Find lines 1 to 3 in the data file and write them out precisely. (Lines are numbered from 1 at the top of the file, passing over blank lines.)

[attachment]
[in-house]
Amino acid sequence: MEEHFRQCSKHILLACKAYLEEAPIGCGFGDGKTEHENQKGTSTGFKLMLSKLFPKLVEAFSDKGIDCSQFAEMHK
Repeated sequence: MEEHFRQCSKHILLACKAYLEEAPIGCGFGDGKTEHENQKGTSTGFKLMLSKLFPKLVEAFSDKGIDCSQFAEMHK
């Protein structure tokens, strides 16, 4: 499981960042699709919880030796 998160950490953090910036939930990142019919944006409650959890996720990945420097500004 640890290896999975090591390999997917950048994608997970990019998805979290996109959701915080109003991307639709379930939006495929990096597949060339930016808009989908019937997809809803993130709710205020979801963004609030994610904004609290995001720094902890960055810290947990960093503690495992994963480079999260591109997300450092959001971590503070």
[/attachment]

[in-house]
Amino acid sequence: MEEHFRQCSKHILLACKAYLEEAPIGCGFGDGKTEHENQKGTSTGFKLMLSKLFPKLVEAFSDKGIDCSQFAEMHK
Repeated sequence: MEEHFRQCSKHILLACKAYLEEAPIGCGFGDGKTEHENQKGTSTGFKLMLSKLFPKLVEAFSDKGIDCSQFAEMHK